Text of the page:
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Driving around, it’s hard not to realise that something is amiss in this utopian landscape. The playgrounds are deserted, the park benches unoccupied, the boule­vards empty. No one waits at the bus stops. Maybe no one needs to, since petrol is so cheap.

Still, at least no one spoils the view when you’re gawking at the grandiose ministries near the Presidential Palace: the syringe-shaped health ministry, the book-shaped education ministry or the gas ministry, which looks like a cigarette lighter but is meant to resemble a flame. The Central Bank building bears a massive gold nugget on its façade.

Frustratingly, you can’t take photo­graphs where guards are stationed, which is almost everywhere.

It’s worth visiting the National Museum, if only to see one of the world’s tallest flag­poles. Inside is the world’s second-largest hand-woven carpet (Abu Dhabi has the largest, if you were wondering). A drive to the iconic Bagt Kosgi (Wedding Palace), which sits on a mound in the southwest of the city, is a must for the impressive view over Ashgabat and for the geometrical wonders of its design. Within walking distance is the five-star Yyldyz Hotel, which loosely recalls Dubai’s Burj Al Arab but is supposed to resemble a teardrop.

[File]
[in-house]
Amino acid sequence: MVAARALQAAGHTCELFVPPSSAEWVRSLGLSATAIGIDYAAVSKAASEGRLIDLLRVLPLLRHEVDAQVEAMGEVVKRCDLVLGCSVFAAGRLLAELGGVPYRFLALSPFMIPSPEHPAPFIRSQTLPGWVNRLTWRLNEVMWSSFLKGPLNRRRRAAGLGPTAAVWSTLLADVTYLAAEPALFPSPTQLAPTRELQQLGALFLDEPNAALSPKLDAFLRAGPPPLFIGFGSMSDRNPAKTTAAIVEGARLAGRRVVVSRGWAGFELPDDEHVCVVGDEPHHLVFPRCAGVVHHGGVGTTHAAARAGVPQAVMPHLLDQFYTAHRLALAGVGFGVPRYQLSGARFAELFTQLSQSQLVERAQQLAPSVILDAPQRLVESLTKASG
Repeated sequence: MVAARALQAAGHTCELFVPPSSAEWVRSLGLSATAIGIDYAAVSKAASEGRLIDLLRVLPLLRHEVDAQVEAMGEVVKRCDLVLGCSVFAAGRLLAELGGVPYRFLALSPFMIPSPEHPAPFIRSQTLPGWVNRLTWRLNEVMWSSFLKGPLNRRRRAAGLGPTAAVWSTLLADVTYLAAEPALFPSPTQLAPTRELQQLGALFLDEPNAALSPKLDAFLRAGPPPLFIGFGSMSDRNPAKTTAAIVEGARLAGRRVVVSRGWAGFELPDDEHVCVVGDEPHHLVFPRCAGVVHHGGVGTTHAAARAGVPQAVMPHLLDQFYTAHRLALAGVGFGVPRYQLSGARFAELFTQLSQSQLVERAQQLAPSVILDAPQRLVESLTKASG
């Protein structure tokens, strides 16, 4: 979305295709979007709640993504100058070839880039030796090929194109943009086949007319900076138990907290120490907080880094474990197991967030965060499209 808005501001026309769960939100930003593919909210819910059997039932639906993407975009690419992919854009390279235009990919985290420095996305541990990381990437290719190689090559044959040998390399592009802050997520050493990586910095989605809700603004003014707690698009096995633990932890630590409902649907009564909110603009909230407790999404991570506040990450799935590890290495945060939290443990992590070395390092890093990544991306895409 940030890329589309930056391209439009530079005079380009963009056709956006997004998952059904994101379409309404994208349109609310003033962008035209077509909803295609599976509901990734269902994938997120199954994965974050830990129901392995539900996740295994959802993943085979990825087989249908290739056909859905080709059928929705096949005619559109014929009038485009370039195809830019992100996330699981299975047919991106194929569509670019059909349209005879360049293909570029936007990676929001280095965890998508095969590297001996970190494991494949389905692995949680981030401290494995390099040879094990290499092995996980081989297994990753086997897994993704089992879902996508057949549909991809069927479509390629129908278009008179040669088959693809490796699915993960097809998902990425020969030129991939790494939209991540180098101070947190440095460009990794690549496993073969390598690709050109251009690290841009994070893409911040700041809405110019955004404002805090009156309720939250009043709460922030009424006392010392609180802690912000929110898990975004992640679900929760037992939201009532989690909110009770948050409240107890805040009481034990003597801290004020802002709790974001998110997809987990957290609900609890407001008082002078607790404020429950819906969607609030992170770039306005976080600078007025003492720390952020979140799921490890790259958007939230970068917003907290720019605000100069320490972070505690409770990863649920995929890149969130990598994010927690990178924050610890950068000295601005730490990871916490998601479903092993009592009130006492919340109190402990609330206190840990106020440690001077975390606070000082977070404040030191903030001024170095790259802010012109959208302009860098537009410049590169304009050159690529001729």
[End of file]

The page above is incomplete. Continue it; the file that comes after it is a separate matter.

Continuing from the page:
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The Alem Cultural and Entertainment Centre is another holder of a Guinness World Record, for having the largest indoor Ferris wheel. More than 150 feet high, the wheel offers splendid views of the city – possible because it isn’t really “indoors”, the 24 cabins instead being encased in a concrete, steel and glass structure – but it’s not the ride and views that you remember most, it’s the dead birds on the parapets.

A short drive away is the Arch of Neutrality, locally dubbed the “tripod”, the top of which supports a golden statue of Berdimuhamedov’s predecessor, Saparmurat Niyazov, that used to rotate to follow the sun. From here, you can’t miss Turkmenistan’s tallest building, a television tower perched on a hill overlook­ing the city, which has – you guessed it – its own Guinness World Record; this one for “the largest architectural star” – a glass façade built into the building.